Partnerships and collaboration

Gambler's Help Services can support you to ensure there is an integrated care approach for your client. 

What can Gambler's Help services offer?

Gambler's Help therapeutic counsellors offer specialist problem gambling services for health and welfare workers who deal with clients experiencing co-presenting issues via:

  • Outreach services to agencies already engaging with clients experiencing gambling related harm
  • Specialist secondary consultation
  • Specialist clinical at risk and problem gambling interventions in relevant service settings
  • New practice and clinical approaches, including single session and co-counselling, and
  • Training and skills development.

Where possible, services are co-located with other relevant health and welfare services to encourage a holistic approach to case management and referral.

Why is this service important to me?

The Gambler's Help program aims to develop strong links between the problem gambling and the identified priority service portfolio areas for individual and families experiencing gambling related harm.

Where problem gambling is identified within other special service systems, it is not likely to be the most significant presenting issue for the individual or for the worker. Referral to Gamblers Help services is more likely to result in non-attendance and/or early drop out for this cohort.

Gambler's Help therapeutic counsellors offer flexible service options for people affected by gambling problems, and enables clients to maintain their primary therapeutic relationship whilst still receiving specialist problem gambling intervention (e.g. Gambler's Help therapeutic counsellors can see a client in mental health, alcohol and other drug (AOD), family services or justice settings, participate in co-therapy, provide secondary consultations or support referred clients).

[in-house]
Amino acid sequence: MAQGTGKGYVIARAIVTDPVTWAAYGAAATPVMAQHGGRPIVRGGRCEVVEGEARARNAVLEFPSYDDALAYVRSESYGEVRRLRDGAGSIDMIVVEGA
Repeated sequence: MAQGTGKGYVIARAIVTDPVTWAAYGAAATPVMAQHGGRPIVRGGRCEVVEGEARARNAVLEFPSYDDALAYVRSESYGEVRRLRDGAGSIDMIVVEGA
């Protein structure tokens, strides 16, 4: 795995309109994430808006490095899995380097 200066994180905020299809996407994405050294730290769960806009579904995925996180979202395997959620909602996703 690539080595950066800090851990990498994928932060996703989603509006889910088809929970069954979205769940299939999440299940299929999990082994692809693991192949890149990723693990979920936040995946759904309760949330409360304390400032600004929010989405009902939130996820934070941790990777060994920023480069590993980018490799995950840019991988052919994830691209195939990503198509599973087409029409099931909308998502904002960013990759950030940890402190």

This provides an opportunity for innovative practice through the improvement of partnerships and collaboration for common client groups.

Problem gambling is often just one factor within a complex array of interpersonal, intrapersonal and health issues experienced by your client. To find out more about co-presenting issues and co-morbid issues, please read further below.

Program structure

Specialist counsellors deliver services for each of the portfolio areas, as well as to other priority groups. The types of services/areas that the program may target are listed below:

Mental Health

Services in this portfolio include specialist public mental health services, both clinical (Area Mental Health Services) and non-clinical (Psychiatric Disability Rehabilitation and Support Services), generalist counselling dealing with high prevalence mental health issues (depression and anxiety) within community health and private practice (as brokered by General Practitioners, for example).

Family Services

This portfolio includes working with family support services, family violence services, and services providing support to people around parenting and relationship issues.

Alcohol and Drug

Services in this portfolio include the array of services funded by the Department of Health.

Justice System

Services in this portfolio include the correctional systems such as the courts, correctional facilities and youth justice systems.

Co- presenting issues and co-morbid issues

Typically, problem gambling does not occur in isolation. It may arise from (and give rise to) a range of other co-presenting and co-morbid issues, including:

  • depression
  • anxiety
  • alcohol and drug issues
  • ill-health
  • domestic violence
  • homelessness
  • financial hardship
  • legal problems
  • unemployment, and
  • relationship breakdown.

The Professional Development Centre has a range of training and development opportunities.

Find out more